We’re not expecting crime-fighting turtles or altered humans with super powers. Real-life mutations are not usually so convenient in the real world, but they can provide an advantage in special situations. As part of the upcoming natural selection exhibit, we will feature some famous mutants from a very specialized environment—blind cavefish.
The Mexican tetra is normally sighted in its surface-dwelling form. However, in the total darkness of caves, the same species of fish has lost what it does not need—its eyes. It has also lost its pigmentation, so it appears pinkish because of the blood vessels under the colorless skin.
In the natural selection exhibit, the fish will inhabit a cave-like aquarium. They can navigate around the stalagmites in the exhibit easily using a sensitive lateral line system that senses the slightest change in water pressure. In fact, people who keep blind cavefish have observed that they are quite capable of finding their food, often beating their sighted tank-mates to the kibble.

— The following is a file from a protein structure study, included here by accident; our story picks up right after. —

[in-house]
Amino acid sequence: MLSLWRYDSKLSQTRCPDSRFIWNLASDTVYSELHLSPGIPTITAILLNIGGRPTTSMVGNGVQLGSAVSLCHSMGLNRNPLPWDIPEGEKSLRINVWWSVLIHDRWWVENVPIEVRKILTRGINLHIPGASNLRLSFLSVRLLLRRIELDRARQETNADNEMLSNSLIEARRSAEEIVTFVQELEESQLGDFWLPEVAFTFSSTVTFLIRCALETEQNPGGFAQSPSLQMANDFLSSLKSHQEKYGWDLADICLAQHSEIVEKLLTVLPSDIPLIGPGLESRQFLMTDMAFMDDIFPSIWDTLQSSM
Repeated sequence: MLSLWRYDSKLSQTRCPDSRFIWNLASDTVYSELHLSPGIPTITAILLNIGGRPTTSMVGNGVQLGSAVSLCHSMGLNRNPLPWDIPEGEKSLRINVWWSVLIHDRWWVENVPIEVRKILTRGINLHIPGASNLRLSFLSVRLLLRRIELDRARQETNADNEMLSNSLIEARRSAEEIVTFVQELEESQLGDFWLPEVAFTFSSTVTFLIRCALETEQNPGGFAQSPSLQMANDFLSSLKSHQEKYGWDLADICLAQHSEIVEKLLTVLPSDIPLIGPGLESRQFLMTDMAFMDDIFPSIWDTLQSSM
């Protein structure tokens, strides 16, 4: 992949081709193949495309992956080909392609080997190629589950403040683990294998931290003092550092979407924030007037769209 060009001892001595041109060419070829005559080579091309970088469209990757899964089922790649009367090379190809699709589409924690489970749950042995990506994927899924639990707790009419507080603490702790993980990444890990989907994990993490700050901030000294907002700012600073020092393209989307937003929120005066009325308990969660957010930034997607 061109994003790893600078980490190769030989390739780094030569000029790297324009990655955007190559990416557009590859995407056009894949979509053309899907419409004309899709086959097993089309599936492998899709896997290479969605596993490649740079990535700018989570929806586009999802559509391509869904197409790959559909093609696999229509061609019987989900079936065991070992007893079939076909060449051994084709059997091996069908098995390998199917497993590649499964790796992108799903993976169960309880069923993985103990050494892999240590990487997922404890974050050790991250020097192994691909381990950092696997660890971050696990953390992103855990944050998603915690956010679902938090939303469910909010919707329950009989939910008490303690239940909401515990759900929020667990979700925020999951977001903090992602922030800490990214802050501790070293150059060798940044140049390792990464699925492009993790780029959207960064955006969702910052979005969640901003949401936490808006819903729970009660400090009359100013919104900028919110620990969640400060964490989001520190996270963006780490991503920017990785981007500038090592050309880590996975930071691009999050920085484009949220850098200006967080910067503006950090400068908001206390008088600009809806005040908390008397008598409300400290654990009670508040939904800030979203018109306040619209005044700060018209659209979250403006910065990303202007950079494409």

The Natural Selection Exhibit is currently under construction. This cave setting will soon be home to the blind cavefish display.
This new exhibit, opening in mid-March, uses the fish and other examples of natural selection (such as antibiotic-resistant bacteria) to illustrate the important differences between natural selection and molecules-to-man evolution.